I am not going to lie, I am worried about James Paxton. The reports of continued pain in his balky knee are troubling. Everyone is holding their collective breath for how Paxton feels today. Pitching four innings in extended Spring Training yesterday, there is concern how the knee will react to the workload today. I know my knee would be saying “F**k this s**t!” Paxton has expressed the desire to pitch through the pain but that’s hardly comforting. As much as I like Paxton as a starter, there’s no denying that him and the Injured List are fond of each other. To be fair, I am sure Paxton doesn’t want to be on the Injured List. It is what it is. I am not going to overreact to say the Yankees need to sign Dallas Keuchel now or after the June draft to avoid draft pick compensation, but there’s no question the Yankees will need to do something to reinforce the starting rotation.
I don’t really think Keuchel is the answer. If he was, other teams would be rushing to sign him yet there has been nothing but crickets surrounding the pitcher who was clearly on the downward slope of career regression last season. If Keuchel was all that and a bag of chips, the Houston Astros would have resigned him long ago. I probably feel the same way about Madison Bumgarner. The guy continues to live off a World Series reputation from five years ago but doesn’t have the current stats to justify ace status or his post-season aura. I think there are better options and trust that GM Brian Cashman and staff will uncover the right arm to add. There’s no reason to overpay for pitchers that have seen their better days. Yankees Twitter seems to be implying that a deal for Max Scherzer is imminent (I highly doubt it) but that’s the type of arm I’d like to see in July. Scherzer remains among the best in Baseball and his team, the Washington Nationals, are going nowhere. A couple of bad games have inflated his ERA and his win/loss total is more reflective of the team he plays for, but generally speaking Max will give you seven innings every outing, limiting the opponent to two or fewer runs. He’s a workhorse and would significantly improve the Yankees rotation and help keep the bullpen fresh. I am sure a pennant chase would energize him. I thought Scherzer would have been a perfect Yankee when he was a free agent a couple of years ago when the Yankees were mentioned as the favorite to sign him. It didn’t happen but Scherzer has done nothing to sway my high opinion of him. The cost to get him is another matter, but that’s a problem for Brian Cashman to figure out.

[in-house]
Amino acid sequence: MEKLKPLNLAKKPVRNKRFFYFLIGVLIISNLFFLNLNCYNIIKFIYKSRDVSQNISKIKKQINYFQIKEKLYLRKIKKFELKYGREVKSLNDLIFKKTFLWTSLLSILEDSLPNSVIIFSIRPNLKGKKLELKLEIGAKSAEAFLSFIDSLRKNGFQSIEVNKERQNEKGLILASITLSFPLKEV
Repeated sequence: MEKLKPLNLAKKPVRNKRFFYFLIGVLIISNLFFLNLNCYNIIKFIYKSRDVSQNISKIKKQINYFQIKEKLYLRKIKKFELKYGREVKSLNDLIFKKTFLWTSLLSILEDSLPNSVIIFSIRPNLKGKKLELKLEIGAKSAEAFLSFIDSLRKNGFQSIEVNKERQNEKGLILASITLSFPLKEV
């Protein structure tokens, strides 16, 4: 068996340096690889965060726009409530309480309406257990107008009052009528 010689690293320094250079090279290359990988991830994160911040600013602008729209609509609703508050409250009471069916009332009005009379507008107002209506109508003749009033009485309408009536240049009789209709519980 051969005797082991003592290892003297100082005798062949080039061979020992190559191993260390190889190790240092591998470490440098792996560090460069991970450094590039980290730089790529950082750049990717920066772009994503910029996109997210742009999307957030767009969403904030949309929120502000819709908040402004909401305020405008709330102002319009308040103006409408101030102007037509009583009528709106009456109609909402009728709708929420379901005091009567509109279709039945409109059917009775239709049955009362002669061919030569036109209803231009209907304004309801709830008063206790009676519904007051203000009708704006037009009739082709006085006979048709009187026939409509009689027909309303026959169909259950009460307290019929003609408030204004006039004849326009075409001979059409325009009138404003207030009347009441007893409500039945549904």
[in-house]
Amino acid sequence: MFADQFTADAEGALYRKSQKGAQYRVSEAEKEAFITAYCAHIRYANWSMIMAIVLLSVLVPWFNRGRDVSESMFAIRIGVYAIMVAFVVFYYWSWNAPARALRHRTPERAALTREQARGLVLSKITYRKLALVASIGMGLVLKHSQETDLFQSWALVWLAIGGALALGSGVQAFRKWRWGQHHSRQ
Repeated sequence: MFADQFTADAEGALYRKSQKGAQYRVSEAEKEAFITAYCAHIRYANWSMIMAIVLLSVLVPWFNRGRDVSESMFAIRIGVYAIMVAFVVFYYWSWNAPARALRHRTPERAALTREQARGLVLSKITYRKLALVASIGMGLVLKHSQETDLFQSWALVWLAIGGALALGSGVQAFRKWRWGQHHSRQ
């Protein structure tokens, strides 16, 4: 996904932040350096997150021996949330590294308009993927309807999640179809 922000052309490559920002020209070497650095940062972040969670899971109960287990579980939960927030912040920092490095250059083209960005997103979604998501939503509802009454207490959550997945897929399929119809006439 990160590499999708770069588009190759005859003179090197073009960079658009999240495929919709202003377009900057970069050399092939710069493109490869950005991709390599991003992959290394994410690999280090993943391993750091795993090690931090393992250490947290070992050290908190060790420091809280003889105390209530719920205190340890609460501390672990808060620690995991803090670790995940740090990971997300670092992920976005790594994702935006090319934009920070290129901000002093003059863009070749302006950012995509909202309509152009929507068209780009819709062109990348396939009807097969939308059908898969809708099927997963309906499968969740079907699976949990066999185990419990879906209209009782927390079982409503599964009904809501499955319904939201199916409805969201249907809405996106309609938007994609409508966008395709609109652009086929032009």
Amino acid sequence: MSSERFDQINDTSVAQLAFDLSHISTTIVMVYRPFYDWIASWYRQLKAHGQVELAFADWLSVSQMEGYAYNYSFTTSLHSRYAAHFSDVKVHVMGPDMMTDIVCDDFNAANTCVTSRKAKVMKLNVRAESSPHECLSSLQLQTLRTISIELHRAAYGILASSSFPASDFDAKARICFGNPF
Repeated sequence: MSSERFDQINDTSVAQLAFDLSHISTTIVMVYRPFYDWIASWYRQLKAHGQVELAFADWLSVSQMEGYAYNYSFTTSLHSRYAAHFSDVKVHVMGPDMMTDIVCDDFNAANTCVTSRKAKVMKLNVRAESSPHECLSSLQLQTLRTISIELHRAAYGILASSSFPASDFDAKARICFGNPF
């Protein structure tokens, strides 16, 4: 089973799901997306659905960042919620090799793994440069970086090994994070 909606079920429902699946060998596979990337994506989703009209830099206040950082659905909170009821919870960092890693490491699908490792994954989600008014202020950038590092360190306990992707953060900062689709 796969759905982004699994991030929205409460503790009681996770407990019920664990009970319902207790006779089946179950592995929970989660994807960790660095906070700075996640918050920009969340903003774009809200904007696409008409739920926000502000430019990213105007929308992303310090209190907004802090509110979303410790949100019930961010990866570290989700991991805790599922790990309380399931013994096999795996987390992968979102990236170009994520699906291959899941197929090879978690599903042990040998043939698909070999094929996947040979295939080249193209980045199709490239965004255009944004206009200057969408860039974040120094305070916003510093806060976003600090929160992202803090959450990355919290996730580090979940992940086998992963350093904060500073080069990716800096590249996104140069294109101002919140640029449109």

|Photo Credit: Hunter Martin, Getty Images|
Manny Machado makes his first return to Yankee Stadium this week when the San Diego Padres arrive in the Bronx on Monday for a three-game series. It will be Manny’s first appearance there since he played for the Baltimore Orioles last season. No doubt, good or bad, he’ll receive a reaction from the Bronx crowd, more so than any other Padre who takes the field. Sorry, Adam Warren. Machado has already made the Los Angeles Dodgers pay for their decision not to resign him. In five games against his former team, he has hit 4 home runs and has driven in 7 RBIs. He is batting .368/.429/1.105, with 1.534 OPS in those games. I am sure he’ll be as motivated against the Yankees as he was with the Dodgers. While I wanted the Yankees to sign Machado last winter, that ship sailed and I am not going to cry over spilt milk. I just hope Yankee pitching is up for the task and is able to keep Machado’s bat relatively quiet for the three games. Let him take out his frustrations on the Orioles when they play next month.
|Photo Credit: KC Alfred, The San Diego Union-Tribune|
Don’t look now, but the Yankees’ home record of 267 team homers last year is in jeopardy. Before the season, we thought the 2019 Yankees might be the team to assault last year’s record but it is the Minnesota Twins who are currently leading the pack. Through 50 games, the Twins have slugged 101 homers and are on pace for 327 round-trippers. Although they have yet to be acknowledged as one of the AL’s best teams, they possess the best record in MLB at 34-16 (.680 winning percentage). Things seem to be going right for first-year Manager Rocco Baldelli in the Twin Cities. I kind of feel badly for Tyler Austin who was shipped from the Twins to the San Francisco Giants earlier this season. The Giants have settled in to the NL West Cellar and will undoubtedly camp out there for the duration of the year. At least Tyler is getting some great pics in San Francisco.